A video on Cappitella’s website shows him rapidly twisting flat pieces of birch around a vertical saw blade. As a child, he said, he drew elaborate mazes on the back of his school notebooks; later, he studied architectural drawing.
“I can typically cut between 120 and 150 pieces per hour, depending on what is involved,” Cappitella said. “The only thing I ever plan out in advance is the personalization of the puzzle.”
That stage involves designing the figural pieces that are cut to in recognizable shapes: a cat, the sun, a ballerina and so on. They tend to be favorite pieces among puzzle fans; they are certainly mine. The nicest puzzle in my collection comes in an unmarked box (no picture for guidance) and turns into a snow scene replete with figurals: a sword, a musical note, a heart.
No jig saws are involved in the cutting of jigsaw puzzles. Cutters who work by hand use scroll saws for a more delicate cut. Other artisans create a design on a computer and send the image to a laser cutter, which carves it into a slab of wood — sort of like printing a document. A few puzzle makers use a high-pressure water jet to cut their wood.
Mass-market puzzle makers — who use metal dies to press a design into a piece of paperboard — say their sales have risen during the recession. Springbok has seen sales grow nearly 20 percent in each of the last two years, said Steven Pack, president of Allied Products of Kansas City, Mo., which owns Springbok. That is up from the 12 percent to 13 percent growth that Allied had been seeing since 2002, when it bought Springbok from Hallmark.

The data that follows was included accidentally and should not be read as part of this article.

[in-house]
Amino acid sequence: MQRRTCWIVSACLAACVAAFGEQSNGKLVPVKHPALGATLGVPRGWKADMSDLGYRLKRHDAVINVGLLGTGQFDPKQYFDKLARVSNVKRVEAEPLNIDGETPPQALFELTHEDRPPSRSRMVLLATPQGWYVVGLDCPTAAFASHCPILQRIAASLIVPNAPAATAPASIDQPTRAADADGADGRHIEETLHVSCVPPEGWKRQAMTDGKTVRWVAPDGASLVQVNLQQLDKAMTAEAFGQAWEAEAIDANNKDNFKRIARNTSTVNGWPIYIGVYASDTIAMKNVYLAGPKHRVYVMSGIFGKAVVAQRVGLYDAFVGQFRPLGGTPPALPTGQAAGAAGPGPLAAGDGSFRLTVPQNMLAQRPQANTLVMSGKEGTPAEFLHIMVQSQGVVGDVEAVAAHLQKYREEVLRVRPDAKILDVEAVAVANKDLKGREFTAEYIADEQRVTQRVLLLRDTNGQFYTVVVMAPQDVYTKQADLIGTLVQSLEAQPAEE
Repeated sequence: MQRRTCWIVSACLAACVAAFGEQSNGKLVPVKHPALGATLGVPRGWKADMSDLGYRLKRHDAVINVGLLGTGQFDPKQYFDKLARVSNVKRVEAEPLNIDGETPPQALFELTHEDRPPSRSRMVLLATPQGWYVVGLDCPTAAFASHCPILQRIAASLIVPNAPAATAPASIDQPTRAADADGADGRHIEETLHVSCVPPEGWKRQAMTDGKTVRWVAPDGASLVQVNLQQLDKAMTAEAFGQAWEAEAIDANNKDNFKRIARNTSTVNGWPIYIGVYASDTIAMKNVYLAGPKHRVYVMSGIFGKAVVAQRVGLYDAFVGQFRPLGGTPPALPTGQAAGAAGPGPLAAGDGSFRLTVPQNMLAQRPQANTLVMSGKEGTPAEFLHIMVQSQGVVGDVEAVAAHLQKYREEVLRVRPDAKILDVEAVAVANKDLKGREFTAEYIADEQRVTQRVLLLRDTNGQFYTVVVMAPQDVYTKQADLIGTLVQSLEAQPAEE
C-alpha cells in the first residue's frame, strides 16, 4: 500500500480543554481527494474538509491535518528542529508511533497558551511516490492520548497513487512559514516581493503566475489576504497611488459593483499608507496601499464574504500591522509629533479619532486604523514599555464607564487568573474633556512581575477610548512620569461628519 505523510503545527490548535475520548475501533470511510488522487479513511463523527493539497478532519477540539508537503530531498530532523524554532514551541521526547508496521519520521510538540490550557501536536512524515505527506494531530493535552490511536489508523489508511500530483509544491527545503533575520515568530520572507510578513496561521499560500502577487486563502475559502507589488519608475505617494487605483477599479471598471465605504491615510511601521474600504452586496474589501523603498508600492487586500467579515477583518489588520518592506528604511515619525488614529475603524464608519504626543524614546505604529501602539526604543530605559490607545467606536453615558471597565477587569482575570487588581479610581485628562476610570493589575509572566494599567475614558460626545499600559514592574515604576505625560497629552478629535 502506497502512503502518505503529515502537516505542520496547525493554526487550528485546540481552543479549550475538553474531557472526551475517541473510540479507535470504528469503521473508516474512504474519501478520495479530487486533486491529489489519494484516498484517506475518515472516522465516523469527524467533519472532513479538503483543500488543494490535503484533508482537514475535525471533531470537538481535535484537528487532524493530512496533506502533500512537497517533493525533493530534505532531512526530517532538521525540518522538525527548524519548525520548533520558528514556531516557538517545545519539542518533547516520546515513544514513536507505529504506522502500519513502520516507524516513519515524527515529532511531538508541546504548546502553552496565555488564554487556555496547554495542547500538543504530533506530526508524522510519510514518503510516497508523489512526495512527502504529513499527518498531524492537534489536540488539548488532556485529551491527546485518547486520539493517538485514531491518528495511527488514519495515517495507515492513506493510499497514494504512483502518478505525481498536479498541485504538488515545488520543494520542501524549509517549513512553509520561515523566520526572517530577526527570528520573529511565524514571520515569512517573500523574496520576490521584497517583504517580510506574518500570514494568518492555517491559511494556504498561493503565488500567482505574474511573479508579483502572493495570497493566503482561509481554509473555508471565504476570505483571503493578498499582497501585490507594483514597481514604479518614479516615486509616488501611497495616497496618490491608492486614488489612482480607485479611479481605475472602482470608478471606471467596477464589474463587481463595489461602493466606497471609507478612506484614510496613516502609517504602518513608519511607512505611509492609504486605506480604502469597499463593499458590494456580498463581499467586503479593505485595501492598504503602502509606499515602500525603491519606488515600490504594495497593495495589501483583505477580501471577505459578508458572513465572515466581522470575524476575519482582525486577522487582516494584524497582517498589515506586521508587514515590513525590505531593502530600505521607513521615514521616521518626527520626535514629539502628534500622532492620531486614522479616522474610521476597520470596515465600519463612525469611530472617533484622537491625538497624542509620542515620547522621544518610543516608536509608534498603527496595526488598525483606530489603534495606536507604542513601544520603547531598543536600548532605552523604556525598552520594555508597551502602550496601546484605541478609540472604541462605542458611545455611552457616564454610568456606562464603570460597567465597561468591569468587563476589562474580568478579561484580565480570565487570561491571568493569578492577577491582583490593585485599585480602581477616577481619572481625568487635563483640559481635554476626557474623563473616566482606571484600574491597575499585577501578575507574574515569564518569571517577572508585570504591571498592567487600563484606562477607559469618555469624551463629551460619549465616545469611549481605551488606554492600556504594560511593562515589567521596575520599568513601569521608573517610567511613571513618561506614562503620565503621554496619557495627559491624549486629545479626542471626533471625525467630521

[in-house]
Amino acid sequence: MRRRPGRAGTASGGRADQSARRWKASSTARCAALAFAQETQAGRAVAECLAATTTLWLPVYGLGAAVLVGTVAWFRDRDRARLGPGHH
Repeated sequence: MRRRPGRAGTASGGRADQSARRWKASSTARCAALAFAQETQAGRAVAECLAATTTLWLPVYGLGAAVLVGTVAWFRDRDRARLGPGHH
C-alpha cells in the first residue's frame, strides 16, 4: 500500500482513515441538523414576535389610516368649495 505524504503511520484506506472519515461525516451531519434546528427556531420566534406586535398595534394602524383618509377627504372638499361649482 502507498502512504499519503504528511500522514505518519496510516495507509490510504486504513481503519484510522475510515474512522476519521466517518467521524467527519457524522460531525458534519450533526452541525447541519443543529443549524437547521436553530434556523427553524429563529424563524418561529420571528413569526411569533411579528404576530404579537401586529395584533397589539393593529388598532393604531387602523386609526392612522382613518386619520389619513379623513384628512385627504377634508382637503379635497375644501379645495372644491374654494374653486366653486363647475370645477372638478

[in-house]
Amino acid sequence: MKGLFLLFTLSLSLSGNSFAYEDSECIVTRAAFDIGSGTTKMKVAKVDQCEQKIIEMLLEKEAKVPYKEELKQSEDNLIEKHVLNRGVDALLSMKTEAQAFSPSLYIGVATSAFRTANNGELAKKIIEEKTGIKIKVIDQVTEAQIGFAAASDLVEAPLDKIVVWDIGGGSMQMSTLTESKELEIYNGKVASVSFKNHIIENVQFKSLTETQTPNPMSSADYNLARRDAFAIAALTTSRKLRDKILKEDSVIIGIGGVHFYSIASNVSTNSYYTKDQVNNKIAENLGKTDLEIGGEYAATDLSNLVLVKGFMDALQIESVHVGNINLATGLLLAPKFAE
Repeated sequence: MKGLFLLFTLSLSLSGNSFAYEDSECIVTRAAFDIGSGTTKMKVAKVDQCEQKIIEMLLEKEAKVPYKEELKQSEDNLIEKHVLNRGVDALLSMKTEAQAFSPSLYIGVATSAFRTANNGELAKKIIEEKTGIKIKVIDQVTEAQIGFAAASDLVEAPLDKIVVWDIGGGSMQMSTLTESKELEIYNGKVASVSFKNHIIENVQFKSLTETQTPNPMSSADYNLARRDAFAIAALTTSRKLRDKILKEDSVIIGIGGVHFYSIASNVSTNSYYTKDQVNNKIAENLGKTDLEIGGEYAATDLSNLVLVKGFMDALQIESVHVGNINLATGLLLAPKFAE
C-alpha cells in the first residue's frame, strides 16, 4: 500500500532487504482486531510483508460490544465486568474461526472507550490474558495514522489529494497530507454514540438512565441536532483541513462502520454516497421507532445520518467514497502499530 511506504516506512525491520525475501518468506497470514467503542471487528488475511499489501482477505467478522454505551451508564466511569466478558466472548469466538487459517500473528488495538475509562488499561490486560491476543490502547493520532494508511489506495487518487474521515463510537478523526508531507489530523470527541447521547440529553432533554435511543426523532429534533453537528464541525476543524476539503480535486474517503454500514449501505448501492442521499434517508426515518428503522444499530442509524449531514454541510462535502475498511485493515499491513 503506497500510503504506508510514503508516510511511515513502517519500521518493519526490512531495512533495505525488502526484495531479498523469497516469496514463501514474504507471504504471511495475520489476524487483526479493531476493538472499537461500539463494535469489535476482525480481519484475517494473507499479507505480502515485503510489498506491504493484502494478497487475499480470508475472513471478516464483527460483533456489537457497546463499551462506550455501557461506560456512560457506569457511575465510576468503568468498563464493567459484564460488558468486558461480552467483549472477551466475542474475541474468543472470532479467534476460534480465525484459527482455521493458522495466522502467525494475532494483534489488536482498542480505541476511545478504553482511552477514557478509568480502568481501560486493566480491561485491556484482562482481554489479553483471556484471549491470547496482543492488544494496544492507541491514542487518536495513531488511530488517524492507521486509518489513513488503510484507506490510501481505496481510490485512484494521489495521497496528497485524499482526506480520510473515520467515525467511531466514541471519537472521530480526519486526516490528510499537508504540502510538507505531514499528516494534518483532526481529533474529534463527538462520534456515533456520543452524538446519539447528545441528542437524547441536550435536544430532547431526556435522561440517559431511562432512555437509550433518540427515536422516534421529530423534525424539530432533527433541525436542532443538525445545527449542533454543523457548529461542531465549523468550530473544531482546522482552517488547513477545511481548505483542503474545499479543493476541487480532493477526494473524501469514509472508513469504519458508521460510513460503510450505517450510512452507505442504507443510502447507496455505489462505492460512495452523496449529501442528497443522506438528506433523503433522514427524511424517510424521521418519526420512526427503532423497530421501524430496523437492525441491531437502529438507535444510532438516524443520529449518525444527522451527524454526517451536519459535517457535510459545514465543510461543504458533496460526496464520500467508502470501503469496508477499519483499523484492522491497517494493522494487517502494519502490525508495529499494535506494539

“One of the possible reasons for a jigsaw puzzle resurgence is it gets people sitting and talking,” said Christopher Wirth, 43, the founder of Liberty Puzzles in Boulder, Colo. “There’s really something about a wooden puzzle — the heft of the pieces. It’s really sort of satisfying to plunk them into place.”
A few younger people are getting into the business. Maya Gupta, 34, an electrical engineering professor at the University of Washington, set up a laser-cutting puzzle business, Artifact Puzzles (www.artifactpuzzles.com), last year. “I was hoping to find an audience that would be a lot like me — people who are technology professionals and want to get away from the computer,” Gupta said.
She likes jigsaws because they can be assembled neatly in a finite amount of time. By contrast, in her engineering work, “the problems are not solvable, and things don’t finish,” Gupta said.
Although there has been a lot of talk about whether jigsaw puzzles can retard the advance of Alzheimer’s disease, Gupta does not buy it.
“We would love as a company to claim that these are good for the brain,” she said. “We refrain from doing so because we respect the scientific process, and we are waiting to see the evidence.”
It is not clear what makes some people jigsaw fans or why there seems to be a strong overlap between jigsaw lovers and crossword solvers. Williams, the jigsaw expert in Maine, said she wondered about those questions, too. “I learn new words when I do crosswords, and I am amused by the wittiness of them,” she said by e-mail. “I find that with jigsaws, I am entertained by different things, such as the color line cutting, the figure pieces and craftsmanship.”
Jigsaws also tend to be a more social activity. Sydney Jones, a member of the Association of Game and Puzzle Collectors, recalled childhood summers when she and her stepmother bonded over jigsaws. “I remember when we were looking for a piece, my stepmother would turn it over to look at which way the grain was going, and I would accuse her of cheating,” said Jones, 55.
Although my own grandmother is no longer with us, I still have her Mushroom Puzzle, which is now legitimately missing several pieces. My children, alas, show little interest.